Spare part manufacturers' scope for producing matching spares restricted

United Kingdom

Mr Justice Mann has given his judgment in Dyson Limited v Qualtex (UK) Limited [2004] EWHC 2981, which, subject to appeal, substantially clarifies the position of spare parts manufacturers producing replacement parts for complex products. In particular, it appears that the scope of such manufacturers' freedom to copy spare parts of complex products, particularly of household products such as vacuum cleaners, is significantly narrower than had been thought. Manufacturers of spare parts may have to adapt their operations substantially to avoid legal challenges based on this new interpretation of the legislation.


Dyson Limited ("Dyson"), owner of one of the UK's best-known brands of vacuum cleaner, brought proceedings against Qualtex (UK) Limited ("Qualtex"), a manufacturer of vacuum cleaner spare parts, alleging infringement of its Unregistered Design Right ("UDR") in various parts of different products. UDR is an intellectual property right which protects original designs from copying, subject to certain exceptions, without the design needing to be registered.

Qualtex admitted copying, but argued that it was in entitled to do so for various reasons, including:

  • that the designs were not "original" and were therefore not protected by UDR;
  • that some of the designs in dispute were "commonplace" and therefore not protected by UDR;
  • that some designs were "surface decoration" and therefore not protected by UDR;
  • that some designs were "methods or principles of construction", which are also excluded from the protection of UDR;
  • that the term of protection given by UDR ran from the date when Dyson first offered the designs for sale, rather than when they went into production, and that consequently some of the designs, even if they had at one time been protected by UDR, were no longer so protected; and
  • perhaps most importantly for the wider implications of the decision, that many of the design elements for which Dyson sought UDR did not qualify for protection because of the "must fit" and "must match" exceptions in the Copyright, Designs and Patents Act 1988 ("CDPA").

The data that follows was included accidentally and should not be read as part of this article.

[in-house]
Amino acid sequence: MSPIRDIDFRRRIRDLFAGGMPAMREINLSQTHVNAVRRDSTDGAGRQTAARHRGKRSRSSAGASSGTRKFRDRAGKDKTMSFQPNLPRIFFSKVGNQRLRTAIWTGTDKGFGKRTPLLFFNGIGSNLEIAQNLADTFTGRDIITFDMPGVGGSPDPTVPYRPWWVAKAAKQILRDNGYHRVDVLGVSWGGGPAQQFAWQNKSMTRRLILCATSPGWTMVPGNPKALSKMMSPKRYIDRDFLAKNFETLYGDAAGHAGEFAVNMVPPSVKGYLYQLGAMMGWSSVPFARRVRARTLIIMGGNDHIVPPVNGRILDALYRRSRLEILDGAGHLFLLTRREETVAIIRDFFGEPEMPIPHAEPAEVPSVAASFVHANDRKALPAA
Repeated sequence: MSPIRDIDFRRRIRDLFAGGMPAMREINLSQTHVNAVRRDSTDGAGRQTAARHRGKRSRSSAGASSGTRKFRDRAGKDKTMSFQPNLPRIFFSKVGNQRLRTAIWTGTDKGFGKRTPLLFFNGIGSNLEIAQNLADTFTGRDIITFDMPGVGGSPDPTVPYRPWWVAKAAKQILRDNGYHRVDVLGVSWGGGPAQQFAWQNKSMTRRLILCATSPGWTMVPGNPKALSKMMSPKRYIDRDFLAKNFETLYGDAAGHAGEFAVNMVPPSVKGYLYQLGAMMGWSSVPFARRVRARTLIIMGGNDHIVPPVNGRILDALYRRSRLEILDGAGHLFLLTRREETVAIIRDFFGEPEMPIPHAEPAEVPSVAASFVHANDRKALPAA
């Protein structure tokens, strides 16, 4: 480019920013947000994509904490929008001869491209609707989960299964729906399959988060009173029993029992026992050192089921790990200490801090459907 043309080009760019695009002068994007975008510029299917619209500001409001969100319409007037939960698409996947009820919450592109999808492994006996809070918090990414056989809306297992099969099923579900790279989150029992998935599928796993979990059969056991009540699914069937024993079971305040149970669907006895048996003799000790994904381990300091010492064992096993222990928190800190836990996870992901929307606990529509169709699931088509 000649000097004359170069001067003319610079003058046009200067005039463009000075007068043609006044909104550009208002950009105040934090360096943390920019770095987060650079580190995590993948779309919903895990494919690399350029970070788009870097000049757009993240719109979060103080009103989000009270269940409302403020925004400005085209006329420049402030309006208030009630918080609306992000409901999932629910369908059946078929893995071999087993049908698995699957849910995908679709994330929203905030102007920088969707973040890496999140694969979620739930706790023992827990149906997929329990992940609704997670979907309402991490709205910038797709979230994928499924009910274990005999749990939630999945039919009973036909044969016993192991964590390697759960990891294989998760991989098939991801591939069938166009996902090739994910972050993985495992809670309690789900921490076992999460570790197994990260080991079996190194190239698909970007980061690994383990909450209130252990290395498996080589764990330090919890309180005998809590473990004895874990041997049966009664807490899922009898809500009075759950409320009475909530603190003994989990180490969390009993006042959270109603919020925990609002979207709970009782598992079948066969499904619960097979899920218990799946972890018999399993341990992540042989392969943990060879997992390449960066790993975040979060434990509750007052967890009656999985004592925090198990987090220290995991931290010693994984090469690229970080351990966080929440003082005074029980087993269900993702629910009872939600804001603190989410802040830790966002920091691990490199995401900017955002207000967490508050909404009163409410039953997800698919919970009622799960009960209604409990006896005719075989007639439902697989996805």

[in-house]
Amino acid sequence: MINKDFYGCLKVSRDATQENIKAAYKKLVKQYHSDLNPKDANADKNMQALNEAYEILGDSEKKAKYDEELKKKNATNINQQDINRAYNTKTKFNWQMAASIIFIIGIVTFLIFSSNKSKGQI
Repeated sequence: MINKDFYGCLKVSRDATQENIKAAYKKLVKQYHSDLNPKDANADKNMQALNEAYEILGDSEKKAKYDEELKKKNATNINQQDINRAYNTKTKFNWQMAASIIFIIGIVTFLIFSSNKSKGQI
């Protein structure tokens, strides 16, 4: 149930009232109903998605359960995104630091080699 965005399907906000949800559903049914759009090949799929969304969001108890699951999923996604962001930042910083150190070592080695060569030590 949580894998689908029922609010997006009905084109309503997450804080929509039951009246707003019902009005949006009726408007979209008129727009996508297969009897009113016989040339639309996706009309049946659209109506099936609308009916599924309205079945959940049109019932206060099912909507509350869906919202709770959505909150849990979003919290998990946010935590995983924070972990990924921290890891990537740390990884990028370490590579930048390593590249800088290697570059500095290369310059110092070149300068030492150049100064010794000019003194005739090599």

The law and the judgment


Per s213(1) CDPA, "Design right is a property right which subsists… in an original design". "Original" in this context means not copied. Qualtex argued that some of the designs in dispute were not original because they had been developed from earlier designs owned by Dyson themselves or by others. In this, Qualtex relied on comments of Oliver LJ in Interlego AG v Tyco Industries Inc [1989] AC 217 that a design which differed in only minor details from an earlier design could only be original if the differences were "visually significant". Mann J, however, qualified the visual significance test by saying that it only applied where a design had been copied and then changed in minor ways. That had not happened here; having examined the evidence, Mann J concluded that none of the designs had been "slavishly copied". He therefore concluded that they were all original.

Commonplace in the design field

In addition to the general requirement that, to gain UDR protection, a design must be "original" (see above). s213(4) CDPA states that "a design is not "original" …if it is commonplace in the design field in question at the time of its creation". Qualtex interpreted this provision broadly, arguing that the availability of prior art outside the UK, even if the design had not been marketed anywhere, could still be commonplace if designers in the field were aware of it at the relevant time. Dyson took a narrower view, arguing that only designs which had been marketed in the UK were relevant. Qualtex also argued that some of the Dyson designs were so well-known that they had become commonplace by their sheer popularity. Mann J found that a design would be "commonplace" if it was known to those working in the design field in the UK at the relevant time, although it did not have to have been marketed. However, on the facts, he found that none of Dyson's designs were commonplace. He further stated that it was not open to Qualtex to argue that the ubiquity of Dyson's designs of itself made them "commonplace", because this would be to penalise Dyson for its success.